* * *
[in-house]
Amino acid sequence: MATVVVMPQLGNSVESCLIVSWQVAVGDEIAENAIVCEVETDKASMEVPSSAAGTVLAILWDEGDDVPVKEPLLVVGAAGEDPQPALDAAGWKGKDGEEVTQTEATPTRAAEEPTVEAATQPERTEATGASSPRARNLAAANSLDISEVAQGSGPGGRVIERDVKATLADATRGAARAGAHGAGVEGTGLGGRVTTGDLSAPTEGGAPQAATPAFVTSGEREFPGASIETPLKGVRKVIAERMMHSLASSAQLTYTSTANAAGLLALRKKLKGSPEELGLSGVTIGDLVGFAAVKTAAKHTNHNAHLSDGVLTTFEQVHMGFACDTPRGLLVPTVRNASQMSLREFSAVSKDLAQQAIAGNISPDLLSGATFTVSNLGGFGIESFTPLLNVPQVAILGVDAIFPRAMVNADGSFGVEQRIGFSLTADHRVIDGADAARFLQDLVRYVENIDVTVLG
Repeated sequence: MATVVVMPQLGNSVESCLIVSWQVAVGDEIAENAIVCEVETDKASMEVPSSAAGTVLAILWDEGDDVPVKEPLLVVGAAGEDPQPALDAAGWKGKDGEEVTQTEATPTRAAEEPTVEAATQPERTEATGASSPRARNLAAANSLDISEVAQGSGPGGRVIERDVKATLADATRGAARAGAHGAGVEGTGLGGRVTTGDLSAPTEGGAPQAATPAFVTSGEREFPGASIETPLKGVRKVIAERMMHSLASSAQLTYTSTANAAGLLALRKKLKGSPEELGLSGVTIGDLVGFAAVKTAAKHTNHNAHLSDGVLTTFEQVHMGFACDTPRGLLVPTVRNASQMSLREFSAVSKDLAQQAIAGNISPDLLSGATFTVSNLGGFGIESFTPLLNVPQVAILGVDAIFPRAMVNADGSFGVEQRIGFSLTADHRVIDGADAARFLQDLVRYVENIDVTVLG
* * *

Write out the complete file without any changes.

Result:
[in-house]
Amino acid sequence: MATVVVMPQLGNSVESCLIVSWQVAVGDEIAENAIVCEVETDKASMEVPSSAAGTVLAILWDEGDDVPVKEPLLVVGAAGEDPQPALDAAGWKGKDGEEVTQTEATPTRAAEEPTVEAATQPERTEATGASSPRARNLAAANSLDISEVAQGSGPGGRVIERDVKATLADATRGAARAGAHGAGVEGTGLGGRVTTGDLSAPTEGGAPQAATPAFVTSGEREFPGASIETPLKGVRKVIAERMMHSLASSAQLTYTSTANAAGLLALRKKLKGSPEELGLSGVTIGDLVGFAAVKTAAKHTNHNAHLSDGVLTTFEQVHMGFACDTPRGLLVPTVRNASQMSLREFSAVSKDLAQQAIAGNISPDLLSGATFTVSNLGGFGIESFTPLLNVPQVAILGVDAIFPRAMVNADGSFGVEQRIGFSLTADHRVIDGADAARFLQDLVRYVENIDVTVLG
Repeated sequence: MATVVVMPQLGNSVESCLIVSWQVAVGDEIAENAIVCEVETDKASMEVPSSAAGTVLAILWDEGDDVPVKEPLLVVGAAGEDPQPALDAAGWKGKDGEEVTQTEATPTRAAEEPTVEAATQPERTEATGASSPRARNLAAANSLDISEVAQGSGPGGRVIERDVKATLADATRGAARAGAHGAGVEGTGLGGRVTTGDLSAPTEGGAPQAATPAFVTSGEREFPGASIETPLKGVRKVIAERMMHSLASSAQLTYTSTANAAGLLALRKKLKGSPEELGLSGVTIGDLVGFAAVKTAAKHTNHNAHLSDGVLTTFEQVHMGFACDTPRGLLVPTVRNASQMSLREFSAVSKDLAQQAIAGNISPDLLSGATFTVSNLGGFGIESFTPLLNVPQVAILGVDAIFPRAMVNADGSFGVEQRIGFSLTADHRVIDGADAARFLQDLVRYVENIDVTVLG